Thank you so much to the publisher, Doubleday Books, for providing me with a copy to read and review. I truly appreciate having the opportunity to read this one. A big thank you as well to the author, Patrick Radden Keefe, for taking on this project as I feel this is a part of history that deserves to be remembered. Well done.
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In Patrick Radden Keefe's Say Nothing, The Troubles are explored primarily through the lens of one disappearance: that of Jean McConville, widowed mother of ten. It opens with a startling scene: Jean at home in the evening, trying to relax a little after a full day of work, when masked figures turn up demanding entrance to the apartment. McConville's children try to resist them, but Jean is taken and goes with them. She never returns home. No one will say what's happened to her. We then go back, and forward, to examine how her abduction came to take place, and what became of all the players in the drama afterwards.

There's a lot of information in here: about the origins of the Irish Republican Army and the offshoots that came into being around the time of the fighting (like the Provisional IRA, the one you're probably thinking about when you think about the IRA), the leadership of that group, the eventual rise of Sinn Fein and end of active hostilities. But just as much, it's about people. Dolours Price and her sister Marian, Brendan Hughes, and Gerry Adams from the IRA; and also Jean McConville and her family, how she might have drawn the attention of the IRA, the ways that the sudden and unexplained loss of their mother affected the children as they grew up. 

I'll admit I struggled to get oriented in this book at first. I came in with very little background and a lot of the factual stuff, with often confusingly similarly named organizations and groups, is frontloaded. It was hard to get and stay engaged and I honestly found myself turning to Wikipedia quite a bit to get enough context for what I was reading to get my head around it. But once it finished with the set up and dug into the major figures tied up in the disappearing of Jean McConville, it found much more solid ground and got much more compelling. I was left with indelible impressions of Dolours, Brendan, and Gerry, figures who had been completely unknown to me beforehand.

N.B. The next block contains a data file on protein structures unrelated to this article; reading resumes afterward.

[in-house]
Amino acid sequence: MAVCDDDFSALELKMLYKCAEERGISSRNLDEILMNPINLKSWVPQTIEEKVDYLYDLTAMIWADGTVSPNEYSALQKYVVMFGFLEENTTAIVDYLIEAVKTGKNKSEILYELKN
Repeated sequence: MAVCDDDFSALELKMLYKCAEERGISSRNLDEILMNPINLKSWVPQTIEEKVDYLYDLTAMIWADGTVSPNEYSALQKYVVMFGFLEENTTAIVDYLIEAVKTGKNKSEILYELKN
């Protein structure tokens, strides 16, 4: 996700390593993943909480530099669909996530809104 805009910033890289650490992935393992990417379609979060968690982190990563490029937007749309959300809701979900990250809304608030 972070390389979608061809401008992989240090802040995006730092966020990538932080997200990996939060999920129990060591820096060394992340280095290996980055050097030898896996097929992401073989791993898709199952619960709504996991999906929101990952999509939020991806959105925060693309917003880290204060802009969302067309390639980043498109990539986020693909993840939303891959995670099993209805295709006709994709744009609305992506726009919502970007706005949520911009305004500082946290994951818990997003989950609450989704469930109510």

The book prompted me to do a lot of thinking about the porousness of the line between terrorism and revolution, the astonishing power of pure conviction, and the potential of even violent people to turn over a new leaf and be a perfectly normal member of the community. That the members of the IRA thought of the violent methods through which they sought to achieve their aims as justified and that they were military rather than criminal in their killing of other people is obvious. Is this why people like Dolours were able to transition away from their former lives, because she didn't think of herself as a bad person? I always appreciate when a book is able to make me question my assumptions, and if you're interested in learning more about what happened during The Troubles, this book has a lot to offer. But do beware that the beginning is slow and may not provide enough information to really give the kind of context it's clearly looking to.
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This book was such an interesting account of the unrest between the Irish Catholics and the Protestants. It was like a history lesson for me wrapped in a kid napping. Makes clear how difficult the situation was and still to s in the area of the world. The story is with narrative so it’s more gripping than a history book. Would definitely recommend this book to others who enjoy true crime like I do. Thank you Netgalley for chance to read this one!